Visiting The Carrick-A-Rede Rope Bridge: Parking, Tour + History

A no-bs guide

Carrick-A-Rede rope bridge
Photos via Shutterstock

A ramble across the Carrick-a-Rede rope bridge is arguably one of the most unique things to do on the Antrim Coast.

The first rope bridge was built 1755 to facilitate salmon fishing. Over the years, the material used for the bridge advance for safety purposes.

The current Carrick-a-Rede rope bridge now hangs 25 feet above the chilly waters below and it’s a cosy one meter wide.

Below, you’ll find info on everything from the Carrick-a-Rede rope bridge ticket prices to what to see nearby.

Some quick need-to-knows before you visit the Carrick-a-Rede rope bridge

the carrick-a-rede rope bridge
Photo by iLongLoveKing (shutterstock.com)

A visit to the Causeway rope bridge was once nice and straightforward. The last year hit, making everything a lot more complicated. Here are some need-to-knows for 2021:

1. Location

You’ll find the Carrick-a-Rede rope bridge in Northern Ireland, a stone’s throw from Ballintoy Harbour. It’s a 10-minute drive from Ballycastle and a 20-minute drive from the Giant’s Causeway.

2. Opening hours (2021 update)

Carrick-a-Rede tour is, at the time of typing, still closed. You can still visit, park and do the coastal walk, but you can’t cross the bridge. This is due to structural assessments taking place on the bridge. More info here.

3. Parking

There’s a Pay By Phone system in place at the Carrick-a-Rede rope bridge at the minute (info in the car park). Parking will set you back £1 for one hour, £2 for  two hours and £4 for over four hours.

4. Prices

The Carrick-a-Rede ticket prices are impossible to find online, at the time of typing, as the attraction is currently closed. As soon as they become available, we’ll update this guide.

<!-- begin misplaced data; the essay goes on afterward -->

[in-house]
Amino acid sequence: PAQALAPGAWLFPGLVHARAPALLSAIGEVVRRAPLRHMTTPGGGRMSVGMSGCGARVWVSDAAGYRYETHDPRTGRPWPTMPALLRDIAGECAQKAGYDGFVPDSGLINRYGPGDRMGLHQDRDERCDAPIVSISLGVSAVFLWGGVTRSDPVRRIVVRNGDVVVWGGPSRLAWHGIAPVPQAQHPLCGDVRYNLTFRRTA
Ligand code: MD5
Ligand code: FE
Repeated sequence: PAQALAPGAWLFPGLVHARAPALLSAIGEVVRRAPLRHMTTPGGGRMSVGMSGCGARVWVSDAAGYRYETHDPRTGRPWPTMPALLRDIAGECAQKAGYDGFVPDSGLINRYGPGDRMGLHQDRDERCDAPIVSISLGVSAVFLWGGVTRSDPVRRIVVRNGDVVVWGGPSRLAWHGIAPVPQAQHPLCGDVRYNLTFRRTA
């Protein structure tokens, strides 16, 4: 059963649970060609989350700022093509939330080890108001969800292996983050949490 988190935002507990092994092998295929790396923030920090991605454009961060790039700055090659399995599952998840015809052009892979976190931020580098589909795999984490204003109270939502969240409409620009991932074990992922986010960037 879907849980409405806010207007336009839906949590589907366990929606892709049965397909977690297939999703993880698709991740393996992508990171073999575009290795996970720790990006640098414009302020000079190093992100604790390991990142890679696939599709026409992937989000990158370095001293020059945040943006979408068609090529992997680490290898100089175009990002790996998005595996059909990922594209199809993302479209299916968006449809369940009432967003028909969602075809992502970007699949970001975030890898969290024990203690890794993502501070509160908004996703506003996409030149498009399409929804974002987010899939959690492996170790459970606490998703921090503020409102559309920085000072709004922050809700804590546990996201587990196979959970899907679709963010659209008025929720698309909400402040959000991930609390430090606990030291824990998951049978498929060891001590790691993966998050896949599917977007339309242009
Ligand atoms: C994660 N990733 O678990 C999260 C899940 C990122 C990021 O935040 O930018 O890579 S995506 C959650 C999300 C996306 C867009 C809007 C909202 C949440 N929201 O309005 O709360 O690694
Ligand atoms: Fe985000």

5. How long you’ll need

You’ll want to allow around 1 to 1.5 hours for your visit. Less if you visit off-peak, when it’s quiet, and more if you visit during the busy summer months.

The story behind the now-famous rope bridge in Northern Ireland

The name, Carrick-a-Rede, comes from the Scottish Gaelic ‘Carraig-a-Rade’ which means “The Rock in the Road” – an obstacle for the migrating salmon.

Interestingly enough, salmon have been fished at Carrick-a-Rede and Larrybane since 1620, and that’s where our story begins.

Once upon a time

Although fishing at Carrick-a-Rede began around 1620, it wasn’t until 1755 that the first rope bridge between the mainland and Carrick-a-Rede Island was erected.

During the 19th century, many fishermen frequented the waters around the bridge, with catches of up to 300 salmon common until the 1960’s. The little island provided the perfect platform for casting nets off into the icy waters below.

The different bridges

Over the years, the Carrick-a-Rede rope bridge changed (imagine what the first rope bridge here must have looked like!).

That was until 2008 when a construction firm from Belfast erected the current wire rope bridge which stands firmly under those who cross it today.

The last fish (and fishermen!)

A combination of pollution and fishing pressure out at sea resulted in a decline in the salmon population around Carrick-a-Rede.

It was in 2002 that hundreds of years of fishing came to an end and the last fish was caught. Alex Colgan, a fisherman from Ballintoy, was the last to fish at Carrick-a-Rede.

Things to be aware of before you cross Carrick-a-Rede rope bridge

Carrick-A-Rede things to know
Photos via Shutterstock

If you’re planning on crossing the Carrick-a-Rede rope bridge, there’s a few need-to-know that’ll make your trip a bit more enjoyable.

1. Dress appropriately